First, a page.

The court’s reasoning was that other victims who were also passengers like the applicants enjoyed full compensation for their loss only because they fell outside the targeted categories. It was found that the section thus had a disparate impact – it targeted those workers and the class of people who use public transport such as taxis and buses.

The court found that by placing a cap of R 25 000 on certain claims, s 18 undermined the purpose of the RAF Act.

The RAF Act constitutes social security legislation, with its primary object described as ‘to give the greatest possible protection … to persons who have suffered loss through a negligent or unlawful act on the part of the driver or owner of a motor vehicle’ (Aetna Insurance Co v Minister of Justice 1960 (3) SA 273 (A)).

There was no evidence to show that the limitation imposed by s 18 was ‘reasonable and justifiable in an open and democratic society based on human dignity, equality and freedom’. It was thus found that the impugned provisions were inconsistent with s 9(3) of the Constitution.

Court’s decision

The court declared ss 18(1)(a)(i), 18(1)(b) and 18(2) of the RAF Act, as they read before 1 August 2008, inconsistent with the Constitution and invalid. The court suspended the order of invalidity for 18 months from the date of the court order to enable parliament to cure the defect.

Remedy

If a court finds a challenged legislative provision to be inconsistent with the Constitution, s 172(1) of the Constitution obliges it to declare the provision invalid to the extent of the inconsistency. Thereafter, the court must make an order that is just and equitable, which may include limiting the retrospective effect of the invalidity order or its suspension.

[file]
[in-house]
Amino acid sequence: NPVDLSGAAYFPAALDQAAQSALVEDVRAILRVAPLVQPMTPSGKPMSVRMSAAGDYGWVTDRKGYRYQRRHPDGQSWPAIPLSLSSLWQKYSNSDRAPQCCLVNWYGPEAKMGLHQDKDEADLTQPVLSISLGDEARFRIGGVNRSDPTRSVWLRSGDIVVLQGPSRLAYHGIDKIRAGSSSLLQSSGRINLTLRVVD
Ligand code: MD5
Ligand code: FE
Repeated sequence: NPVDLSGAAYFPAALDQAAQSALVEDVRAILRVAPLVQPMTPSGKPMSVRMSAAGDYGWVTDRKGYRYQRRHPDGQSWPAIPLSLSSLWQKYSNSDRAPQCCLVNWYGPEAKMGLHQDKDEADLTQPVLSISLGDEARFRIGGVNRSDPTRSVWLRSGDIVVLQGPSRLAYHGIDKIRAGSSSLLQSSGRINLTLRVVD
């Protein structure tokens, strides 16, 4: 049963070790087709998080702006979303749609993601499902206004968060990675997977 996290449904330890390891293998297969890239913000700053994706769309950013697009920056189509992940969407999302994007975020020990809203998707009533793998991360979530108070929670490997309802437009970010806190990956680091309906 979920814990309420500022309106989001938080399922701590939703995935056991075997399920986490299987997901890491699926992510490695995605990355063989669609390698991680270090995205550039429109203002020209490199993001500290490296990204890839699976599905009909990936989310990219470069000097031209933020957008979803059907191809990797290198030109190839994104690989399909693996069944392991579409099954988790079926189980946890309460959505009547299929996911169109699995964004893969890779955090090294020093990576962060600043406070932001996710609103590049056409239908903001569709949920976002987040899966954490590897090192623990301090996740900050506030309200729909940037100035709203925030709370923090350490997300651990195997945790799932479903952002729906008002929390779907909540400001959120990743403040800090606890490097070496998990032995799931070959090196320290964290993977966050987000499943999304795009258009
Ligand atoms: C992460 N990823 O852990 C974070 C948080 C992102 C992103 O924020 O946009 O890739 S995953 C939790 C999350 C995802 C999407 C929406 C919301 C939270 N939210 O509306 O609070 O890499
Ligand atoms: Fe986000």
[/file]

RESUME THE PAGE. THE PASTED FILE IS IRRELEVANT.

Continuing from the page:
The court in this matter noted that, unless the interests of justice and good government dictate otherwise, the applicants were entitled to the remedy sought because they were successful. The court suspended the retrospective effect of the declaration of invalidity to apply to the date of the court order only in the event that parliament failed to remedy the defect by the deadline. Further, the court held that the declaration of invalidity would not apply to claims in respect of which a final settlement had been reached or a final order granted.

The court weighed the competing interests of the parties whose rights were violated and the interests of good government. It was found that the interests of the respondents weighed above those of the applicants. The respondents provided evidence that showed that an order of invalidity with unlimited retrospective effect would increase the fund’s financial liability by approximately R 3 billion and would pose a serious threat to the sustainability of the fund, which had a deficit of over R 40 billion.